"CEEC continues to believe that the Church of England's current position on human sexuality is built on the teaching of scripture and is therefore good for individuals and society as a whole," a CEEC spokesperson said according to Christianity Today.

"We are therefore committed to praying and working for the outcome of the Living in Love and Faith process to be one of joyful reaffirmation of this position,” the statement continued.

Even though Bishop Croft’s essay was rebuked by the Church of England, he should be commended for taking a bold stance against discrimination in favor of promoting a higher principle, love.

Throughout history, Christians have jettisoned ideas in the Bible because they fell out of fashion, including slavery, condemning those who eat pork and sport certain haircuts, and silencing women in the church.

But in the face of changing attitudes toward LGBTQ people, many churches are standing their ground. Studies show that one of the biggest factors driving young people away from Christianity is the church’s attitudes toward LGBTQ people. Isn't it time the church changes with the times once again before its pews become empty?

Democracy

Pete Buttigieg told Marco Rubio why the Respect for Marriage Act isn't a 'stupid waste of time'

“If Rubio’s got time to fight against Disney, I don’t know why he wouldn’t have time to help safeguard marriages like mine."

Transportation Secretary Pete Buttigieg.

In the aftermath of the Supreme Court overturning Roe v. Wade, eliminating federal abortion protections, Democrats are scrambling to protect same-sex marriage from being reversed as well.

Supporters of same-sex marriage are concerned after Justice Clarence Thomas called for other rulings to be revisited in the wake of the Roe decision. "In future cases, we should reconsider all of this Court's substantive due process precedents, including Griswold, Lawrence, and Obergefell," Thomas wrote, referring to decisions on contraception, sodomy and same-sex marriage.

To ensure that same-sex marriage won’t be overturned by the aggressive court, the House of Representatives passed the Respect for Marriage Act (RMA) bill last week. It won by a 267-157 vote, with 47 Republicans joining a unanimous Democratic caucus in supporting the legislation.


Now, the bill has to be approved by the Senate where Majority Leader Chuck Schumer hopes to get 10 Republicans to support the bill to overcome the Senate's 60-vote filibuster hurdle.

Florida Republican Sen. Marco Rubio called the bill a “stupid waste of time” after being approached by a reporter at the Capitol building on Wednesday, July 20. Rubio says he wouldn’t participate in a vote when it comes to the Senate, saying that it’s a “fake problem.”

Rubio clearly hasn’t considered the fact that the United States has 980,000 same-sex households, of which 58% are married. Repealing same-sex marriage would severely impact the rights of hundreds of thousands of American families.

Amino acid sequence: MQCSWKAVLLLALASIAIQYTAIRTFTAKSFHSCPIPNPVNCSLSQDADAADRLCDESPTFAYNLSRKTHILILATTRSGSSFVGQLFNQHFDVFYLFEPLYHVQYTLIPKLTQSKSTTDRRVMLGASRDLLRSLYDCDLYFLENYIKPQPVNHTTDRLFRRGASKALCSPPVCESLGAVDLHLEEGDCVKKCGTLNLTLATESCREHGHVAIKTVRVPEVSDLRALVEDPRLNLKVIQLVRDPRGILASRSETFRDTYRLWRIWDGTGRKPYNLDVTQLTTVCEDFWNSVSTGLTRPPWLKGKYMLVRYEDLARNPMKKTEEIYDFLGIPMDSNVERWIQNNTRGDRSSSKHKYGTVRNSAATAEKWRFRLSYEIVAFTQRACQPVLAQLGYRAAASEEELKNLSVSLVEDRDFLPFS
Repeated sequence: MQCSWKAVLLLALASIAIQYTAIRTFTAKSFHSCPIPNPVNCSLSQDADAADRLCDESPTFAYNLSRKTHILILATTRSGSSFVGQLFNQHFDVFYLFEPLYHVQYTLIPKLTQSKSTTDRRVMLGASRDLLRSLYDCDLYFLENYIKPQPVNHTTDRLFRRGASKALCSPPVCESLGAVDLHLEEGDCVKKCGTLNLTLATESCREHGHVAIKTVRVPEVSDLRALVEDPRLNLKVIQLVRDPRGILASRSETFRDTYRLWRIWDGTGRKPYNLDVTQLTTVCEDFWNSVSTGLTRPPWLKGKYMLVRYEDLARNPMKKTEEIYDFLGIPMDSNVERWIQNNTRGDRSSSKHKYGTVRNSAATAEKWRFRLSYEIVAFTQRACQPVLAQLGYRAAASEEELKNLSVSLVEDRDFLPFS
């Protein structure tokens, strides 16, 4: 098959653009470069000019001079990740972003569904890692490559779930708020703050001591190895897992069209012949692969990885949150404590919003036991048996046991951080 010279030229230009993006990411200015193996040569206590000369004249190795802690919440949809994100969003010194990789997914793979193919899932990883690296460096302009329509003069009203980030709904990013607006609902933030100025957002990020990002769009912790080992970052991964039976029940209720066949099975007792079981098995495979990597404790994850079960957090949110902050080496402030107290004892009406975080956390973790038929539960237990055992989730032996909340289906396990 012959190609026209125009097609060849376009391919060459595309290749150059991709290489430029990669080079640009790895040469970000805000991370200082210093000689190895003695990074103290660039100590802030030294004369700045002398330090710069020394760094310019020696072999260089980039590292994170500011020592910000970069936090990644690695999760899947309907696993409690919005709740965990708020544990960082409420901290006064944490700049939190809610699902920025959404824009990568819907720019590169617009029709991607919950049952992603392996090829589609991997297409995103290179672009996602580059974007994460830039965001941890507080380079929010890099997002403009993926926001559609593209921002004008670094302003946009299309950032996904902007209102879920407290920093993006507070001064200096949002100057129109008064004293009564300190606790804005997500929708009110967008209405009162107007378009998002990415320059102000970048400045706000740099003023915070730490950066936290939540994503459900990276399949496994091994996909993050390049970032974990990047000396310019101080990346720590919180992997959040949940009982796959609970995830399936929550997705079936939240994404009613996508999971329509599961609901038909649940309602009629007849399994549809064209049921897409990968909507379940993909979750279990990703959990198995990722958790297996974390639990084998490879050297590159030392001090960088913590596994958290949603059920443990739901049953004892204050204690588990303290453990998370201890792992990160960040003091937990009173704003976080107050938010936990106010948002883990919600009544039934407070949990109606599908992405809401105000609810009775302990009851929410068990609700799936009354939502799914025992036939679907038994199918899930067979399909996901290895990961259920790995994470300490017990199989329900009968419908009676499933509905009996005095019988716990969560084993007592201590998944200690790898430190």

Secretary of Transportation Pete Buttigieg pushed back against Rubio’s suggestion that it was a waste of time by explaining how important the issue is to his family. He also made note of the fact that Rubio was part of Florida’s Republican Party’s petty culture-war-driven fight against Disney.

If the thought of someone mentioning the word gay in a public school setting is a threat to Rubio then surely considering the legality of same-sex marriage is far from a waste of his time.

“If [Rubio’s] got time to fight against Disney, I don’t know why he wouldn’t have time to help safeguard marriages like mine. Look, this is really, really important to a lot of people. It’s certainly important to me,” Buttigieg said on CNN’s State of the Union this weekend.

Rubio has also recently got really worked up about UFOs.

As the first openly gay person confirmed to a U.S. cabinet position who is married and has two children, Buttigieg is in a unique position to point out how out of step Rubio is with reality. Buttigieg went on to explain why the legislation was on his mind as he fed his twin babies breakfast over the weekend.

“That half-hour of my morning had me thinking about how much I depend on and count on my spouse every day, and our marriage deserves to be treated equally,” he said. “I don't know why this would be hard,” he added.

“I just don’t understand how such a majority of House Republicans voted ‘no’ on our marriage as recently as Tuesday,” he continued.

Rubio responded to Buttigieg on Twitter.

“I’m gonna focus on the real problems,” Rubio said. “I’m not gonna focus on the agenda dictated by a bunch of affluent elite liberals and a bunch of Marxist misfits who sadly today control the agenda of the modern Democratic Party.”

Rubio is wildly out of touch with that statement as well. Buttigieg isn’t parroting the agenda of some elitist class, but the average, everyday American. Polls show that 71% of Americans support same-sex marriage, so it’s Congress’s job to step up and protect a cornerstone of the American family from being overturned by an activist court.